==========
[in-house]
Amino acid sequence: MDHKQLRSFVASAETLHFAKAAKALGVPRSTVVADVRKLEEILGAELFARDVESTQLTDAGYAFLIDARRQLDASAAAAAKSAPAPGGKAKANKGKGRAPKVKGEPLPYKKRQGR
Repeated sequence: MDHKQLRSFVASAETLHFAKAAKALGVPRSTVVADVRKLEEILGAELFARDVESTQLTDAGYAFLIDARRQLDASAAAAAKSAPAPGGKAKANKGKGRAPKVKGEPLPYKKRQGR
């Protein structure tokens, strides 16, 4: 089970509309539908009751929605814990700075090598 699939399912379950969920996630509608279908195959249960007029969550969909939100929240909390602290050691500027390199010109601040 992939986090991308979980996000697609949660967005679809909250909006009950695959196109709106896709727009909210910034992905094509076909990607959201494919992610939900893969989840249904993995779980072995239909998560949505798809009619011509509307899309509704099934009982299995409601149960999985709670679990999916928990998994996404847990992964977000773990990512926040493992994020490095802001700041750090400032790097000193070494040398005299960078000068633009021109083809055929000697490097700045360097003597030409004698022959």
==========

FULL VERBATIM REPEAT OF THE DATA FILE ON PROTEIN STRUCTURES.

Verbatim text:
[in-house]
Amino acid sequence: MDHKQLRSFVASAETLHFAKAAKALGVPRSTVVADVRKLEEILGAELFARDVESTQLTDAGYAFLIDARRQLDASAAAAAKSAPAPGGKAKANKGKGRAPKVKGEPLPYKKRQGR
Repeated sequence: MDHKQLRSFVASAETLHFAKAAKALGVPRSTVVADVRKLEEILGAELFARDVESTQLTDAGYAFLIDARRQLDASAAAAAKSAPAPGGKAKANKGKGRAPKVKGEPLPYKKRQGR
């Protein structure tokens, strides 16, 4: 089970509309539908009751929605814990700075090598 699939399912379950969920996630509608279908195959249960007029969550969909939100929240909390602290050691500027390199010109601040 992939986090991308979980996000697609949660967005679809909250909006009950695959196109709106896709727009909210910034992905094509076909990607959201494919992610939900893969989840249904993995779980072995239909998560949505798809009619011509509307899309509704099934009982299995409601149960999985709670679990999916928990998994996404847990992964977000773990990512926040493992994020490095802001700041750090400032790097000193070494040398005299960078000068633009021109083809055929000697490097700045360097003597030409004698022959």